You wouldn’t ever think to go to the Illinois State Fair to get some fried alligator on a stick, but it’s one of the specialities there. Welcome to the weekend edition of Blog Log, where we scour the Internet so you don’t have to.
“i feel like the jetsons will always be second fiddle to the flintstones, even though they are, like, the exact same thing.”
— @KevEFly was disappointed by news from The Hollywood Reporter that Will Ferrell and Adam McKay are onboard to executive produce a new animated “Flintstones” film. Which family of yesteryear — stone-age or space-age — should make it back to the big screen first? Tell us on Twitter @WaPoExpress.
“Isn’t the point of a state fair to showcase local products and produce and state pride …? Are there a lot of alligator farms in Illinois? Do alligators vacation there? What do their windbreakers look like?”
— C.A. Pinkham at kitchenette.jezebel.com, in chronicling what she finds to be the most ridiculous deep-fried foods at America’s state fairs, thinks Illinois’ fried alligator sticks are ripping off Florida. Other treats she found disappointing on principle: Iowa’s fried butter, Texas’ fried beer and Arizona’s fried scorpions.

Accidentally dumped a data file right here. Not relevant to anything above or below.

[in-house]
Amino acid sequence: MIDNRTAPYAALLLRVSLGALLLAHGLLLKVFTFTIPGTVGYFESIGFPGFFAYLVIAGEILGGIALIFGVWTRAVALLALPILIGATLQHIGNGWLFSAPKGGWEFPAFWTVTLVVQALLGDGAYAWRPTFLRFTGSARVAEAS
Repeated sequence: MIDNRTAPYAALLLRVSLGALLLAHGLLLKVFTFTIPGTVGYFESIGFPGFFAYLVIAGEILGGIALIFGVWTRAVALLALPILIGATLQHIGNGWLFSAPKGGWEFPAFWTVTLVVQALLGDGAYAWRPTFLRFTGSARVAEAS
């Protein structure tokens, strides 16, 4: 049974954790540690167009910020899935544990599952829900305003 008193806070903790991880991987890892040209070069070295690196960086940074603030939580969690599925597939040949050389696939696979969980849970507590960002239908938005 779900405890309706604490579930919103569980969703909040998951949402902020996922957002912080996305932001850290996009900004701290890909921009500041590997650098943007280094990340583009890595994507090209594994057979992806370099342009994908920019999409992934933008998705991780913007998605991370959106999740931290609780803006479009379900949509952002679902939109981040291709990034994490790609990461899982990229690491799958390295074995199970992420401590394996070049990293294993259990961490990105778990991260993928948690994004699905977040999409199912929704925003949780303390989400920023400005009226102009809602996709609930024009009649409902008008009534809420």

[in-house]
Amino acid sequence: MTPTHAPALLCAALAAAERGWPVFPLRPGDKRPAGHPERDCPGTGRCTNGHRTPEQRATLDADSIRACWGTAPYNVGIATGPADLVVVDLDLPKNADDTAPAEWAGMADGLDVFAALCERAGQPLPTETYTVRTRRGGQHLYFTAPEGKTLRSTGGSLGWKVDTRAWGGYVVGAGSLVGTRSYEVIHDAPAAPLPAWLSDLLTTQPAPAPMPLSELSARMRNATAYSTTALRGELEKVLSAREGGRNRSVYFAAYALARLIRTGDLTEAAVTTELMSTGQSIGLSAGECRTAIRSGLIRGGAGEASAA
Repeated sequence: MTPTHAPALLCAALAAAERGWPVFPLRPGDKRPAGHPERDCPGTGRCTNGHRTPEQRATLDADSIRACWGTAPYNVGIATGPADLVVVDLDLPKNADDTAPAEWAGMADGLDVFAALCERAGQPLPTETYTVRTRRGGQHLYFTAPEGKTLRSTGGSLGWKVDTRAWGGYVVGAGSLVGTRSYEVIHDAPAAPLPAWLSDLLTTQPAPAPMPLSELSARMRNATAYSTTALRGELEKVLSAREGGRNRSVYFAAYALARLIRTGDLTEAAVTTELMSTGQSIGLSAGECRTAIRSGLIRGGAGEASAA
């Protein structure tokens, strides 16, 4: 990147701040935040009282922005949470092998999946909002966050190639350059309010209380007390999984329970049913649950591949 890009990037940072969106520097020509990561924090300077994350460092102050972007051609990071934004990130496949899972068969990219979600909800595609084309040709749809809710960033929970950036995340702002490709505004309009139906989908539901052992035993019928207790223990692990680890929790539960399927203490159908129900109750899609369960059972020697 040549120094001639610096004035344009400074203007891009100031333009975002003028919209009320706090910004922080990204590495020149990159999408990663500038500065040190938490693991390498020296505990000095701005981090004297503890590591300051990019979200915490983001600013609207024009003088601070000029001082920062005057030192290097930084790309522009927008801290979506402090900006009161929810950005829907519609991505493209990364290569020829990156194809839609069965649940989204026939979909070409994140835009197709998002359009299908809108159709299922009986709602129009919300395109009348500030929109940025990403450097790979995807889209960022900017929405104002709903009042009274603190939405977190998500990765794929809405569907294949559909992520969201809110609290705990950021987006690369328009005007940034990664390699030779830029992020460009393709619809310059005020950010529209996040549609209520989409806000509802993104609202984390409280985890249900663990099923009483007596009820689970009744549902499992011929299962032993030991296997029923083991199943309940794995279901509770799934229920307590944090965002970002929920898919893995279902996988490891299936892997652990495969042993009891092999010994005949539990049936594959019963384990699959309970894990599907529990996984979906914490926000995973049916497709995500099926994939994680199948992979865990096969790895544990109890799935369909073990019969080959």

“What to see = what they tell you to see, What to eat = what they tell you to eat”
— commenter MrRickus at theguardian.com/travel hopes to save travelers 99 cents by summarizing information available in a new app that sells itself as “the ultimate guide to North Korea.” The “100% unofficial” North Korea Travel, available for Apple and Android devices, is the first app in a series by U.K.-based startup Uniquely.Travel that will focus on previously “off-limits” destinations.
“None of the outlets near us, in the half-black city that NPR calls home, was carrying it. Jet had long been both everywhere and overlooked, and it seems it’s going out in the same way.”
— Gene Demby at npr.com/blogs/codeswitch is sad to see Jet magazine end its print run after more than six decades, but isn’t surprised to see the “black news, bite-size” publication switch to a digital-only model. Demby points out the magazine, which used to be in every black residence and black-owned business, hasn’t been able to stay relevant with the changing political and cultural landscape.
“We all know that to calm him down you just throw him a Snickers candy bar. For additional instructions call the Government of Japan and advise them to come get their monster back.”
— commenter southernrican at washingtonpost.com offers a few suggestions on how to contain Godzilla, who roars back into movie theaters May 16. In advance of the film’s release, Smithsonian Air & Space magazine asked airmen at Kadena Air Force Base in Japan how they would contain the beast if it ever emerged from the sea. Watch them strategize here.